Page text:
The effects of large-amplitude transverse gusts on lift and drag of a flat-plate wing were studied experimentally. Forces were measured and particle imaging velocimetry recorded as the wing was towed through a transverse gust with peak velocity of equal order of magnitude to the steady towing velocity. These results were compared across variations in gust ratio and wing pitch angle. Several cases with similar peak quasi-steady conditions but dissimilar initial conditions were shown to have similar peak measured forces, indicating that those forces are not dominated by the initial conditions. The measured forces were compared to predictions by several existing models, each of which was designed for use in small-amplitude gust encounters. The peak forces during the gust were found to be close to the semi-empirical quasi-steady predictions, but the transient forces after the gust peak were not. A semi-empirical unsteady model is proposed as an adaptation of the existing models. This model incorporates the unsteady characteristics of gust recovery, but it under-predicts the magnitude of the forces caused by the gust encounter.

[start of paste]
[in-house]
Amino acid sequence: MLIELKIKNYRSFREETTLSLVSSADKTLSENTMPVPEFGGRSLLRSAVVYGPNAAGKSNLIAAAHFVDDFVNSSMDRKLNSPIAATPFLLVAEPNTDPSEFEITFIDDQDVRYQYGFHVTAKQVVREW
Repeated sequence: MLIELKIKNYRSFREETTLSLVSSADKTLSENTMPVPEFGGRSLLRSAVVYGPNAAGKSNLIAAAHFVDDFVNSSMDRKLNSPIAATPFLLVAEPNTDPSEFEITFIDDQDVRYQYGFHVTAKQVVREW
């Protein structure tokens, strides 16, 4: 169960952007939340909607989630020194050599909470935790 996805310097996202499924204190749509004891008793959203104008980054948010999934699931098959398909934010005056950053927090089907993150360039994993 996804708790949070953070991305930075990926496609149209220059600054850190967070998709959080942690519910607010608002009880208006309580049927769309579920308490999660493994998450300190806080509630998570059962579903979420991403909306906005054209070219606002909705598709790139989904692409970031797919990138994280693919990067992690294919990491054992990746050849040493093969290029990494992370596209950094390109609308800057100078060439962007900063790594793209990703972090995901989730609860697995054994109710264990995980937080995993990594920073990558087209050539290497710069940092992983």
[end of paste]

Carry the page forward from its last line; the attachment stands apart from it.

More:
Experiments in Fluids – Springer Journals
Published: Jul 7, 2017
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